Spiderman never knew a certain Monsieur Jabot or Obadiah Oldbuck. But if he had, he would have thanked them.

For these are the trailblazers who paved the way for Calvin and Hobbes, for X-Men and the Hulk. These are the heroes of our earliest comic books, now on display at Beinecke’s “Comic Inventions: The Pre-History of the Graphic Narrative in the Nineteenth Century,” on view through Jan. 7. The exhibition traces the development of comics from Switzerland to France to the United States.

Curator of Modern Books & Literature Timothy Young, who is responsible for this exhibition, has always been drawn to comics and graphics. With “Comic Inventions,” he hopes to disprove the notion of comics as “kids’ stuff” and to “reclaim the talent, ability, and importance of telling stories with pictures,” he told the News on Oct. 11.

At first glance, “Comic Inventions” is not impressive. The exhibition is small, housed in two glass cases on the second floor of the Beinecke. It begins with the works of Swiss schoolteacher Rodolphe Töpffer, who began comic illustration as a pet project. Encouraged by positive feedback from friends and contemporaries – including that of the notoriously grumpy Goethe, who usually opposed the graphic genre – Töpffer created characters such as Monsieur Jabot, Monsieur Cryptograme —a “comic butterfly hunter”— and Monsieur Pencil. Look closely at these caricatures, and the exquisiteness of Töpffer’s drawings will quickly prove that first glance wrong. Töpffer draws with great detail and hinges mostly on farcical, slapstick humor. Monsieur Pencil’s struggles include an unruly umbrella and the sudden eruption of geysers on his daily stroll.

Beinecke recently acquired a nearly complete collection of Töpffer’s work, which includes not only comics, but also drawings, essays regarding his technique and a fan decorated by hand with images of mystical creatures. Even Töpffer’s perfect cursive reflects his dedication to the little things: his details are miniscule, his craftsmanship beautiful. Also included is the 1845 issue of Illustration magazine, in which Töpffer’s Monsieur Cryptograme became the first serial comic ever printed.

Because of vague copyright laws at the time, much of Töpffer’s work was pirated and distributed to mass audiences, most notably in Paris. Piracy also brought Töpffer’s comics to the United States in the form of Obadiah Oldbuck, the American adaptation of Monsieur Vieux Bois. The second half of the show focuses on the trajectory of the comic genre in the United States. The exhibition’s main weakness, though, is its division, for the two cases of comics stand on opposite sides of the Beinecke’s second floor.

The American section begins with a story of Obadiah Oldbuck published in 1842, incidentally the first American comic book and the “golden fleece for comic collectors,” according to Young. The 1840s led to a proliferation of comics about the California Gold Rush, in addition to one of the funniest pieces in the show: an 1849 edition of “Ichabod Academicus,” a parody of one Yale student’s life. In the first panel, Ichabod gallops away on a goat-like creature, attempting to escape a menacing skeleton. The caption reads, “Ichabod is initiated into a secret society.” Later, Ichabod smokes his first cigar, “feels the effects,” and barely manages to attend class the next day.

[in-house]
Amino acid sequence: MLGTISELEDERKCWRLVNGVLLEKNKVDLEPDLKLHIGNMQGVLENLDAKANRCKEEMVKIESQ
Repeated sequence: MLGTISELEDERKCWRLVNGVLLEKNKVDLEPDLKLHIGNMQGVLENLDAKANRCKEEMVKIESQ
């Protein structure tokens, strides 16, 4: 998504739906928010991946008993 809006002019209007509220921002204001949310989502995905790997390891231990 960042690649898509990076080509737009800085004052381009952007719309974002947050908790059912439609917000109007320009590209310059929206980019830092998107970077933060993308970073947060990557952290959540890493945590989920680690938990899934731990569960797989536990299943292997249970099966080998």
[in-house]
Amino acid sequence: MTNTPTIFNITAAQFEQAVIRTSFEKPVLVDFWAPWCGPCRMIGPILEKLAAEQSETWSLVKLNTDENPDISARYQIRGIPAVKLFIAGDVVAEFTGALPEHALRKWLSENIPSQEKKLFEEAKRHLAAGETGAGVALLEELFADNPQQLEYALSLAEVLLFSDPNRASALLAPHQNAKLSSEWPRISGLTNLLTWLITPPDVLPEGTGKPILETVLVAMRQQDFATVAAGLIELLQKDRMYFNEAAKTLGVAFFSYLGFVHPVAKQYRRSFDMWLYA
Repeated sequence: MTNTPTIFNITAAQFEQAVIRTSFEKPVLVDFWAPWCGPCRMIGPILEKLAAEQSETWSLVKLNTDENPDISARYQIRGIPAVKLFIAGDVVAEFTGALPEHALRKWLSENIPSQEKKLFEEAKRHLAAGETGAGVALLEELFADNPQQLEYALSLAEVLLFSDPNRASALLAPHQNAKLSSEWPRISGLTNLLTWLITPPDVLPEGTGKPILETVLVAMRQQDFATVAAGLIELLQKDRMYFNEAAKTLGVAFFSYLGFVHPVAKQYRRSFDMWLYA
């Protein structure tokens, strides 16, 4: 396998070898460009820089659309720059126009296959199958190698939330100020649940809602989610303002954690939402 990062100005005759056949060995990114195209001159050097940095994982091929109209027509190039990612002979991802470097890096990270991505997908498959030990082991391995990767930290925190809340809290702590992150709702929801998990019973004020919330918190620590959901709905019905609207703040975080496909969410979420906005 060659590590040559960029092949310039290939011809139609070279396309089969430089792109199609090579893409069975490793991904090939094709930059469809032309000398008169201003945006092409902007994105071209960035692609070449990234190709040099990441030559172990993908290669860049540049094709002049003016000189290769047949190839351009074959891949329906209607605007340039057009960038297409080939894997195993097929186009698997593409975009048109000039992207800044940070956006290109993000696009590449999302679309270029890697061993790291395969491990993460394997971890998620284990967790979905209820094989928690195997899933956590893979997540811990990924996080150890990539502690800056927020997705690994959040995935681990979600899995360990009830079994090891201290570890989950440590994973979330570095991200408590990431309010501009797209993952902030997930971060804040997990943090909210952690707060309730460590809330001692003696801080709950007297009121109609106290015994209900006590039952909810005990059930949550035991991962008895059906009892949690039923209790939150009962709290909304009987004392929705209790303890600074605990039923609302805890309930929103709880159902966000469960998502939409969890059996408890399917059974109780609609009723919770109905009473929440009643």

The strength of the American comics lies in their variety. Young includes an accordion book by George Cruikshank on the perils of dentistry, as well as a panel displaying a pantomimed American Revolution for kids. It was not until the turn of the century, Young explained, that comic books really became the colorful, heroic stories that we know today. The 19th century saw such variation in the comic genre because “everything was sort of up for grabs,” Young said.

“Comic Inventions” handles this diversity well. Young’s selections span a wide range of tastes, subjects, and techniques. Though perhaps initially underwhelming, the exhibition proves to be a hidden gem and well worth the investment of close examination. The more you look, the more the illustrations reveal of their composition, style and effect. The display encourages us not only to look closely, but also to consider our own comic processes. It forces us to think about why we laugh, how images portray humor, and what exactly it is that we even find funny. It invites us to ponder how we define the comic genre.

“Most writers and scholars define a comic book as something in which the pictures and the words have equal weight and they cannot exist without each other,” Young told us.

Comic books connect our visual and literary expierence through the synthesis of story and illustration. We recall Young’s assertion that comics are more than just “kids’ stuff” and, thanks to Obadiah Oldbuck, Ichabod Academicus and co., we find that he’s right.